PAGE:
There was no Lib Dem resurgence in 2017, so I was wrong there. The Tories did, however, reduce their majority substantially, though not completely, so I give myself partial credit on that score (and Labour lost, so I was right about that too). In fact the government even fell to an impotent minority, but only after months of by-elections and defections rather than due to the election itself. And I was right - having learned from bitter experience - that a Lib Dem choice just isn't realistic in Cardiff North, so choosing Labour was at least better than throwing my vote away to the Lib Dems. So full spectrum here : totally wrong about the Lid Dem resurgence, partially right about the Tory losses, right about Labour not winning, and right about the local Lib Dem failures.


With hindsight, I cannot honestly tell you if I was merely hopeful or truly expectant that the Lib Dems would perform much better in 2017. I think I may not have even known myself. On the other hand, I was quite worried by voting Labour in 2019, thinking that I might be betting on the wrong horse - but a doubt in the back of the mind is not the same as an actual vote cast. I largely went with gut instinct in 2019 rather than any careful thinking.

Why wasn't there a big Lib Dem resurgence in 2017 ? I don't know. In 2019, overall I didn't believe they had much of a chance, having failed to convince me of their credibility and Labour - just barely - having done enough to satisfy me regarding the main issue of the day. But I have no idea how typical this way of thinking was. The first-past-the-post system (more on that below) means we should be extremely cautious about analysing overall results, so this remains confusing.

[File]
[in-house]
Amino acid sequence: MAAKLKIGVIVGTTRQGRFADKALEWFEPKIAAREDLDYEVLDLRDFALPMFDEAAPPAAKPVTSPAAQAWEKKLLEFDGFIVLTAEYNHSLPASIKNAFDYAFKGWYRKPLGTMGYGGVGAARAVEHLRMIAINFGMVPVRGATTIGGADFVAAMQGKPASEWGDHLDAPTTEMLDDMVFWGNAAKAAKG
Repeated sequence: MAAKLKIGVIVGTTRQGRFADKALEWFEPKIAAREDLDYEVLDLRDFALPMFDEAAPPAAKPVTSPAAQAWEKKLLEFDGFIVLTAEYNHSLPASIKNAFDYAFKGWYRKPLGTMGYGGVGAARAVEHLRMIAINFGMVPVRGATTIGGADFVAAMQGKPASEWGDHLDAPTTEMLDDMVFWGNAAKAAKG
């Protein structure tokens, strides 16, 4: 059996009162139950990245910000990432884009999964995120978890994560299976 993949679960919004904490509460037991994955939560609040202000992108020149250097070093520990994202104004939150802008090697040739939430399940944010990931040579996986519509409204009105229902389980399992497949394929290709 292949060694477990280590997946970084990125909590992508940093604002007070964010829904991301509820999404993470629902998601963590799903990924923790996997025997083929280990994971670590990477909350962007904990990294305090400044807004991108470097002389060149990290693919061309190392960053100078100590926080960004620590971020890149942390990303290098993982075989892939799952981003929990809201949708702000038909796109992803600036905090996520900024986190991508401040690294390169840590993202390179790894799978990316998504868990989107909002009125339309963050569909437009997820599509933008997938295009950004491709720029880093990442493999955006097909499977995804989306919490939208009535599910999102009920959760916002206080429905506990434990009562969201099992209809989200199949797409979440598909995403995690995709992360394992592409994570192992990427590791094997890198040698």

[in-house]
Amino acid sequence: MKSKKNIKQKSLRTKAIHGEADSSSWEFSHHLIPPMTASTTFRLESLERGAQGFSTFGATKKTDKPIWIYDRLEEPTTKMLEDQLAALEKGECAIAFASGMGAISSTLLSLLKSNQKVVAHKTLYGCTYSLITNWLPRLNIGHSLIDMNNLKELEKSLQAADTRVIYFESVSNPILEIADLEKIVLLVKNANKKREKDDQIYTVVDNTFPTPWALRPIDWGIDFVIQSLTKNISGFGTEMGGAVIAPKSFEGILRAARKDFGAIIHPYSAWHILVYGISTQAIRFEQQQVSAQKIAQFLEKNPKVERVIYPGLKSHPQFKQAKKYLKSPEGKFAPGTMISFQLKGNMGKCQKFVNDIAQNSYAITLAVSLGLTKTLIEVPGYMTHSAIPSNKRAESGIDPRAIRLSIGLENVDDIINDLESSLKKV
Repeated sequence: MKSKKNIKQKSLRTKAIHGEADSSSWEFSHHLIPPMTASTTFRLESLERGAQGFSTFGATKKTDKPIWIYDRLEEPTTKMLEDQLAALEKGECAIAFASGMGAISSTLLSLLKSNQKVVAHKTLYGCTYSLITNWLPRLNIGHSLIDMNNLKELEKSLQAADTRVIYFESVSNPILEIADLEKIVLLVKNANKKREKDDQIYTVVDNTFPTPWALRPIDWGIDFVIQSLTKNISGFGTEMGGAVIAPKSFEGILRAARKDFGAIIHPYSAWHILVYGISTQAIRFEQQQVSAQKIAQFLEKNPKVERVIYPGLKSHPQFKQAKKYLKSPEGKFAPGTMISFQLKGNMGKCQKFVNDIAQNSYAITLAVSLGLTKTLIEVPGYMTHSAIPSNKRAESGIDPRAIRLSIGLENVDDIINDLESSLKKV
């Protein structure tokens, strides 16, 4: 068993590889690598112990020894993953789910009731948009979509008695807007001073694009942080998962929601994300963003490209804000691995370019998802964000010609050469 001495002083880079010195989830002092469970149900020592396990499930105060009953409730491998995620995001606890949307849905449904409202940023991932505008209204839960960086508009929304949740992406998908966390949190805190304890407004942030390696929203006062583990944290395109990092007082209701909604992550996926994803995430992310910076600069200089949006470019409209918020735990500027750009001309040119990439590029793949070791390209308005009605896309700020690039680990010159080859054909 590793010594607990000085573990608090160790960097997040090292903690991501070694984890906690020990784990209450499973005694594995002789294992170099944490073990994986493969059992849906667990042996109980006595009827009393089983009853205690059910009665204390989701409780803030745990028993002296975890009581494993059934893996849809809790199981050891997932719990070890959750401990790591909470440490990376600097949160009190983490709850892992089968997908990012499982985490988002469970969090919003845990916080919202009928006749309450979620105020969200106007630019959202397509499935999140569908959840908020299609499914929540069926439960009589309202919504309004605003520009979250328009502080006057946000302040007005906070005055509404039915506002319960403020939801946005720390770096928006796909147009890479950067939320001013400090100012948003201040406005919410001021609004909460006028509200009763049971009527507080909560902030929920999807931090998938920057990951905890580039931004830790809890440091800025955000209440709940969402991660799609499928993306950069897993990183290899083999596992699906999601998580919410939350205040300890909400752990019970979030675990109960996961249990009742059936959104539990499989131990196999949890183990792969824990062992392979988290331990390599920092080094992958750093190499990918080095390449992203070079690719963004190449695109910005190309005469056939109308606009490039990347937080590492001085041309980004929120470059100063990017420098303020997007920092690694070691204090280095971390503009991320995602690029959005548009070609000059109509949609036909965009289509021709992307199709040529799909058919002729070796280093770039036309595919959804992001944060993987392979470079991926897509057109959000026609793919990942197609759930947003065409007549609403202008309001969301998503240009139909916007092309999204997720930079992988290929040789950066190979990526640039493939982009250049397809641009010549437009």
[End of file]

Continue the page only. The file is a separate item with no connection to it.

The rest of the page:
The 2019 election


Here I have to say that I was outright silly, and fell into all the same traps as all the popular left-wing commentators. In a deliberately rhetorical piece in September 2019 I wrote about Boris Johnson :
Expelling MPs en masse is unlikely to be something the Tory party machinery is going to reward come campaigning season.
He can't even keep his family loyal... His singular approach of bully and bluster is fine for preaching for the choir - that's why he won the PM election with the Tory faithful - but useless for winning hearts and minds, which is vital for winning back Tory control of the House.
 Though I did temper this with :
While things don't look good for Boris come election time, we should remember that he's largely untested in such a campaign - even fools have a few strengths. Given the first past the post electoral system, it is still credible that, if the pro-Remain parties don't tread carefully, we could end up with a Tory majority. 
I was quite pleased with the rhetoric in that post, but that does make it harder to get at what I really meant. I was, I think, genuinely quite confident that Boris Johnson could lose the election. I added in a note of caution only to say that we shouldn't take anything as a foregone conclusion, but this doesn't negate my totally mistaken prediction.

In another deliberately rhetorical post a few days later I concluded somewhat more successfully :
It is possible, however unlikely, that an election could result in No Deal or further prevarication. But it is also possible, and considerably more probable, that it could end the whole sorry affair.


Even with my caveats about success not being certain, it's pretty clear that I actually thought Boris could very well lose. He didn't. But there is an important factor to remember here, one which, ironically, I've been at pains to examine before : the first past the post system. I mentioned this in the predictive posts, but badly failed to understand how it could play out. As far back as May 2015 I noted that :